“You definitely have your moments where you'd like to take a minute and sit back, take a deep breath and realize what's been going on, kind of enjoy the ride, I guess,” Murray said. “But at the same time, you're always looking forward and always trying to stay in the moment, I guess. ... We're trying to do a job here, so there's not really much else to think about.”

Few moments since the start of the playoffs became more surreal for Murray than the minutes that followed the Penguins' Game 3 win over Washington in the second round. The 21-year-old rookie turned away 47 shots in the 3-2 victory with Marc-Andre Fleury available on the bench for the first time in the postseason. And when he returned to the dressing room, he found his stall area overrun with reporters who wanted to hear what Kris Letang said about his open-ice hit on Marcus Johansson.

So Murray stood off to the side for a couple minutes and stared at the media horde, all too aware it planned to surround him next. The whole scene made him miss the simplicity of American Hockey League life a little, he said.

Afterward, Murray turned to his mother, who visited from Thunder Bay, Ontario, for Games 3 and 4, and tried to grasp the magnitude of what happened in the hours, days and weeks behind him as well as what remained ahead.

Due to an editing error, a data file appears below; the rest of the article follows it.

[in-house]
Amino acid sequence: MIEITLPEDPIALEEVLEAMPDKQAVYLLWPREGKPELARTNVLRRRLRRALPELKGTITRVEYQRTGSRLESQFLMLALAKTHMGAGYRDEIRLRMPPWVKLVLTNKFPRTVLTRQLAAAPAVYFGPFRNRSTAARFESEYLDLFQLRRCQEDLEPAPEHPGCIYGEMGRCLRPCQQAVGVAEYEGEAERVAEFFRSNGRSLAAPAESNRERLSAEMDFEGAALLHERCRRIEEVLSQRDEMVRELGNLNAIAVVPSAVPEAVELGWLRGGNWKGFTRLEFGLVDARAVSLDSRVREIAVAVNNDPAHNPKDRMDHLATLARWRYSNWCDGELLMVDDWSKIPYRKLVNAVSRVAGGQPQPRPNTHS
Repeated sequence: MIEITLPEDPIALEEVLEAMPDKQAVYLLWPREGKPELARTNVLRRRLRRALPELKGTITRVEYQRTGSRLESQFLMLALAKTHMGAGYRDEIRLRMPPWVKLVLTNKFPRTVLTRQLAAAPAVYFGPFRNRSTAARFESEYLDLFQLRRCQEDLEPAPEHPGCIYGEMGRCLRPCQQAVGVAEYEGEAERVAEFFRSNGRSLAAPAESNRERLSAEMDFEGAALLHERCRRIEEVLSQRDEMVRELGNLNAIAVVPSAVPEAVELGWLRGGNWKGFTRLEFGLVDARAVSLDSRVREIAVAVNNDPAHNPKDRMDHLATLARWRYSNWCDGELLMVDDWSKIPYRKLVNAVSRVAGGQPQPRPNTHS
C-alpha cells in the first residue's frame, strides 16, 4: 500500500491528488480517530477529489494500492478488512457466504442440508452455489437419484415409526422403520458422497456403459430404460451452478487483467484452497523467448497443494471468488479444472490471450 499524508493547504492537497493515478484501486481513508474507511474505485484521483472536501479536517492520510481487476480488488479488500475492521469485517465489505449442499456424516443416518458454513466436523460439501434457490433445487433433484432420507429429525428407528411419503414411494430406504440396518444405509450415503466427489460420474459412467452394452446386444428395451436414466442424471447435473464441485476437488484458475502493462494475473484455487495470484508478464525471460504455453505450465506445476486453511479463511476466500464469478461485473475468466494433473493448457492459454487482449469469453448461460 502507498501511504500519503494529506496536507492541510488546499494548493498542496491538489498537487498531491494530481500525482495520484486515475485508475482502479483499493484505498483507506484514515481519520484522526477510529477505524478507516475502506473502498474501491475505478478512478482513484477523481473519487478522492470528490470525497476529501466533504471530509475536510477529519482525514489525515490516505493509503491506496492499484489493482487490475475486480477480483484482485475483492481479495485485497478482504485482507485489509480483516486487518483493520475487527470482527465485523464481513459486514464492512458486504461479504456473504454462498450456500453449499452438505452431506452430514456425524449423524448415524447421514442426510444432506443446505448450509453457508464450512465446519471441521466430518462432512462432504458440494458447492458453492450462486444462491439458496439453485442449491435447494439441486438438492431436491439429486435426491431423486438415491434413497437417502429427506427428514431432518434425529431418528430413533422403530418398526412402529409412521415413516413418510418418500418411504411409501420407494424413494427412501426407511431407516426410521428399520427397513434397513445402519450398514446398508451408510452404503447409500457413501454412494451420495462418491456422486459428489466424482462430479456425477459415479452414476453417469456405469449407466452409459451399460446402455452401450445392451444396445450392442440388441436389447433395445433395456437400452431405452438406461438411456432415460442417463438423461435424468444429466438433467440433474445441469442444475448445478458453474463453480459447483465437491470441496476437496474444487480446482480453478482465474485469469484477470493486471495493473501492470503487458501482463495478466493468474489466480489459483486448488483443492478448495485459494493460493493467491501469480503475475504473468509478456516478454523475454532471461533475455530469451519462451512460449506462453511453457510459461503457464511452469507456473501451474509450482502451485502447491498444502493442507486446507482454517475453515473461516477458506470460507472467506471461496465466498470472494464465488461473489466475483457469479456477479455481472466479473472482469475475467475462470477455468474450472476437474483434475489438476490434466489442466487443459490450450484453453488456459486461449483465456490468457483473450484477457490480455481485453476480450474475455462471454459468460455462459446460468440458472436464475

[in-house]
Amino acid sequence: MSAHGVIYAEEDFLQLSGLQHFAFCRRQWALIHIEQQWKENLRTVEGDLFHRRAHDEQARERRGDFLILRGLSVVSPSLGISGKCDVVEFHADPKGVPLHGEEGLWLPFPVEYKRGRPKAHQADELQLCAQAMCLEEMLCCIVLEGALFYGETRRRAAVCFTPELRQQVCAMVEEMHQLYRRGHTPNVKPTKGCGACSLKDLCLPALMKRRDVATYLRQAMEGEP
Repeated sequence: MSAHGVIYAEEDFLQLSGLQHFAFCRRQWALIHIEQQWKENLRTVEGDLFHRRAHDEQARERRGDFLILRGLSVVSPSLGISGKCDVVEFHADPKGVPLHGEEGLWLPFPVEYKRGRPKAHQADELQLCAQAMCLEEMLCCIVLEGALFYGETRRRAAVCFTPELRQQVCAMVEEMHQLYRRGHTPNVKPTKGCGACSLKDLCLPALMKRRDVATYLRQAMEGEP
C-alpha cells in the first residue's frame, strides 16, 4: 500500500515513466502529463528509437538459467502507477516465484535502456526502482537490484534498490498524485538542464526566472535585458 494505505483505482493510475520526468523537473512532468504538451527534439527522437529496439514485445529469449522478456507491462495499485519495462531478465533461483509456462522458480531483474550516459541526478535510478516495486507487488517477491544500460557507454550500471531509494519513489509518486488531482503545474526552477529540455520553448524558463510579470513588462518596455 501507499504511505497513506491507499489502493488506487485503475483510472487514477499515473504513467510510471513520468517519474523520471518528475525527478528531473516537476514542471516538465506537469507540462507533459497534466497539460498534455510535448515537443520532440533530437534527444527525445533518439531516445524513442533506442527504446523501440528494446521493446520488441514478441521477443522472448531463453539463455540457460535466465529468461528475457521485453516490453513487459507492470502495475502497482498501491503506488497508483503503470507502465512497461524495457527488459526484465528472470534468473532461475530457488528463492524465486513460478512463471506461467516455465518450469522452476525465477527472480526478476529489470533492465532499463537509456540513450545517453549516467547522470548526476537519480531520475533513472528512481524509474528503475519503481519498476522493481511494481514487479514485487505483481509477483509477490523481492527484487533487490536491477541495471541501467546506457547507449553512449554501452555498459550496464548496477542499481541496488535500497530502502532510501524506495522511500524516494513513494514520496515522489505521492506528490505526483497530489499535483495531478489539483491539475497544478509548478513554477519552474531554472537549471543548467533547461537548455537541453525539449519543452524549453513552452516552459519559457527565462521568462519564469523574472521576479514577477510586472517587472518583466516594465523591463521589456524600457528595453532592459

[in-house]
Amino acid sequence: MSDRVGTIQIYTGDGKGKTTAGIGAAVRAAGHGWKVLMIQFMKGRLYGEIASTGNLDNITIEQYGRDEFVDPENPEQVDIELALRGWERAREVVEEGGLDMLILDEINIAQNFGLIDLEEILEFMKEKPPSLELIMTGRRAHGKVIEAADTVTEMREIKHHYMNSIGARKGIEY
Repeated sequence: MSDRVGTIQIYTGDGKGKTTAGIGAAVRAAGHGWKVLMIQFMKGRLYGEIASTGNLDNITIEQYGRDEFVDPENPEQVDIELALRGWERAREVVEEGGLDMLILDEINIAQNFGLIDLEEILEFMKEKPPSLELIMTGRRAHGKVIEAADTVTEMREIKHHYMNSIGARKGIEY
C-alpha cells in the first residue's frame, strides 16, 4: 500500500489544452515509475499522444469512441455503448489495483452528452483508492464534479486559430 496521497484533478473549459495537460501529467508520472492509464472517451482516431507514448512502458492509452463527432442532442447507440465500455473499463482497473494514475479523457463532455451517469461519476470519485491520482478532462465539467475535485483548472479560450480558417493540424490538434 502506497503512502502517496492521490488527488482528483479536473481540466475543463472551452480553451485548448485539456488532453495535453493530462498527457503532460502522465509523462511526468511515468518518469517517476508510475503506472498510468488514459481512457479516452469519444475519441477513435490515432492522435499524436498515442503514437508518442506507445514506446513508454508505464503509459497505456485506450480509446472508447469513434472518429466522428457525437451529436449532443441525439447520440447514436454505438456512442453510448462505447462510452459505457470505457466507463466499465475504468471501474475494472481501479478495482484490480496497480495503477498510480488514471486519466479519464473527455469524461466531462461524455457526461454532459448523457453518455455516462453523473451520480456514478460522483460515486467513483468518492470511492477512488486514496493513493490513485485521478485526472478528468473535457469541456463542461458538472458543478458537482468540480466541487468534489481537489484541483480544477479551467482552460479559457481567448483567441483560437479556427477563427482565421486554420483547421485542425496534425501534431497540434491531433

“It's my first time going through this experience, and it's been a ton of fun,” he said. “I definitely have taken some time, especially when I had family here, just to look back and just appreciate the moment.”

When his mom and dad, both of whom visited during the Washington series, headed back to Canada, Murray's keepsakes departed, too.

“I'll always have the memory, whether I have the puck or a stick or something or not,” Murray said. “The physical things don't really make a difference to me.”

Yet tangible reminders are perhaps the only ways to catalog the many events that occur in such whirlwind seasons. Rookies are fortunate to finish their debut season with a first-goal puck let alone items that commemorate personal involvement with a Stanley Cup chase.

Seemingly no one older and more experienced among the Penguins is eager to encourage sentimentality among the rookies.

“We're not going to look behind us, and we're certainly not going to get ahead of ourselves,” coach Mike Sullivan said. “We've had success as a group because we've had such a short-term focus and just being concerned about that one game in front of us.”

The front office shares Sullivan's stance.

“You can always reflect when you're retired,” assistant general manager Bill Guerin said. “It sounds silly, but guys get so focused and locked in that there are things they won't remember because they're just very dialed in right now, and that's the way it's got to be.”